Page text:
05 July 2009


With regards to the early morning incident involving the monorail system at Walt Disney World I thought it would be only prudent to explain the monorail’s safety features, for those who remain unclear of the protocols that were in place at the time of the accident.

Beyond that, I would like to issue this warning to those of you seeking information about this morning’s occurrence. There is currently video circulating through various news and community websites, with no warnings as to the nature of the content, which shows the two monorails immediately after the collision. The video is extremely difficult and disturbing to watch as it is made apparent quickly into the video that the driver, now identified as Austin Wenneberg, is still onboard. It is the Main Street Gazette's opinion that such film should not be shown or viewed.


Mapo is the term used to refer to the monorail’s safety system, the moving blocklight system. Each monorail piloting console uses a three light MAPO warning system (green, amber, red) for the pilots to gauge their current location in relation to the monorail in front of them. The various lines that the monorails run along are broken up into sections known as blocks, and each block is between 500 to 1000 feet long. The MAPO system requires three or more blocks of space between two monorails for a green signal, two block denotes an amber signal, and a red signal is raised when the front monorail is only one block away.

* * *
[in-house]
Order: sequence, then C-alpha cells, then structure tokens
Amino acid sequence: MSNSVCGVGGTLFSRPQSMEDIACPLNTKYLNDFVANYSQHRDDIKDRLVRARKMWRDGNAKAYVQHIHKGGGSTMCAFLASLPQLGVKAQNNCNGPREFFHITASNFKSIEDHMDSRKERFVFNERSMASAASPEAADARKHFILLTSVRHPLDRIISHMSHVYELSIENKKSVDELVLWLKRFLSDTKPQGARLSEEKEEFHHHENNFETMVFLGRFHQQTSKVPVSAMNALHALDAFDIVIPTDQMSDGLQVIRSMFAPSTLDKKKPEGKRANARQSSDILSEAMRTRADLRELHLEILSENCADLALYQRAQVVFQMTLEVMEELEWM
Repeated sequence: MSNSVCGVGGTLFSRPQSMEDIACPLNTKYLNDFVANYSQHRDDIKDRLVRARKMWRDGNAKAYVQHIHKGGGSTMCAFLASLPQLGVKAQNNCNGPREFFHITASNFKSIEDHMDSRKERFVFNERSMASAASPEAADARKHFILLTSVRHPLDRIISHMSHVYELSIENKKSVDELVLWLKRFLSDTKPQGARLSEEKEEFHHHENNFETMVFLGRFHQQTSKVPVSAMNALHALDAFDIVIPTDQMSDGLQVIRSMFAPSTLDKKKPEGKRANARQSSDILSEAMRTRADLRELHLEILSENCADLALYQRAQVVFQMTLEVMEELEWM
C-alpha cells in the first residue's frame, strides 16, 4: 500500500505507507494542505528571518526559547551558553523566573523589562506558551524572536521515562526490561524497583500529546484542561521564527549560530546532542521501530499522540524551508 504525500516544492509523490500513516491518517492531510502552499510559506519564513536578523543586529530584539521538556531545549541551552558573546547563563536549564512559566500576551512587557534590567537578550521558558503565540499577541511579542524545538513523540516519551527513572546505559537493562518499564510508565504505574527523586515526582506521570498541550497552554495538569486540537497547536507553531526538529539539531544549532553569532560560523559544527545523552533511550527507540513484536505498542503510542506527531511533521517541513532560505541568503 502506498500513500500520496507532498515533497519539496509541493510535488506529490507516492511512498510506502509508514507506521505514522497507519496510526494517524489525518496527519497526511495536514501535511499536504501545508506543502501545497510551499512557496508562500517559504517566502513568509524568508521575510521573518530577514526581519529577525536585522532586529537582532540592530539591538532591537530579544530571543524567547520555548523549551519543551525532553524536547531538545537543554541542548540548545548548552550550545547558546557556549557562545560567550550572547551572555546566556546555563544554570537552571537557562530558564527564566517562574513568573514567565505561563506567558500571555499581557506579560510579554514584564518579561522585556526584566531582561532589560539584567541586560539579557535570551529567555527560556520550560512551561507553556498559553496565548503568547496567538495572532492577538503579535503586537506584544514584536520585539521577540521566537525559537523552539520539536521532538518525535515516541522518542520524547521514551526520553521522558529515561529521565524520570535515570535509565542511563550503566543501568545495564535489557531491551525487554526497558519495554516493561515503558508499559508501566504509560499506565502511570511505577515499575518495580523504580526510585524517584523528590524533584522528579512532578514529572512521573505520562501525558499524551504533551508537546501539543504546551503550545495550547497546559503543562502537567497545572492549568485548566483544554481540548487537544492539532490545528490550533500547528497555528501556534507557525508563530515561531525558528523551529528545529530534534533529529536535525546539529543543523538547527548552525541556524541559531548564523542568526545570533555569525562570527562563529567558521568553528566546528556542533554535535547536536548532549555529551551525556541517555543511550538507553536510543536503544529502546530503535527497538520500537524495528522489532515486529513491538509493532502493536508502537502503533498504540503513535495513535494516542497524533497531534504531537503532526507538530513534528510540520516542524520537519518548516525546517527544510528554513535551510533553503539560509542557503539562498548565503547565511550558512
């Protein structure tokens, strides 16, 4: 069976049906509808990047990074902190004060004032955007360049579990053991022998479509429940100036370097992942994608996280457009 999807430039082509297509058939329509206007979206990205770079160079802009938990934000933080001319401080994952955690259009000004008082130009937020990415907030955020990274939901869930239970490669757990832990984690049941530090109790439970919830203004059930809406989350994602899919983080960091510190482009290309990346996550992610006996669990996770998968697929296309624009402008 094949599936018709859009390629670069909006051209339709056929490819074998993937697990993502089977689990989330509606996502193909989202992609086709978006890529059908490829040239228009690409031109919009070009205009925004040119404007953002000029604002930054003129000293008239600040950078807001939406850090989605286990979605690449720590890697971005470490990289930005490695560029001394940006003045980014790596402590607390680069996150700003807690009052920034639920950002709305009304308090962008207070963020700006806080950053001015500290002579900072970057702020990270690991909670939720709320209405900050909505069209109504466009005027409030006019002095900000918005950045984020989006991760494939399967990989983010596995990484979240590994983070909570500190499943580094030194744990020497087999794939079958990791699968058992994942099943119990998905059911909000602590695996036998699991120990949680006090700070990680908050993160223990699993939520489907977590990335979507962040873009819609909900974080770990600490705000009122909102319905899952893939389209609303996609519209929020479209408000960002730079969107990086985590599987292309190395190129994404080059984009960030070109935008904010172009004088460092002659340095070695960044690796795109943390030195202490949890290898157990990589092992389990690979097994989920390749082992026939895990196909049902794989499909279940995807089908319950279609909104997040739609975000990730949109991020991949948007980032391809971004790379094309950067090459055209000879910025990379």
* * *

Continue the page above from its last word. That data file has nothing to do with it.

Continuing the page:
When a red MAPO signal has been indicated, the train’s onboard computer immediately applies the emergency brakes and shuts out a pilot’s ability to move the monorail until the monorail in front of it reaches a safe following distance. Any pilot who receives three red MAPO signals is removed from their ability to pilot a monorail.

While an override switch is available to pilots, the monorail’s top speed is locked at fifteen miles per hour while the override in engaged. Generally override is only used for safety tests and inspections, a change in the monorail’s line via the spur line, or due to a monorail beam’s power failure.

Each train goes through a safety assessment of its MAPO system each day.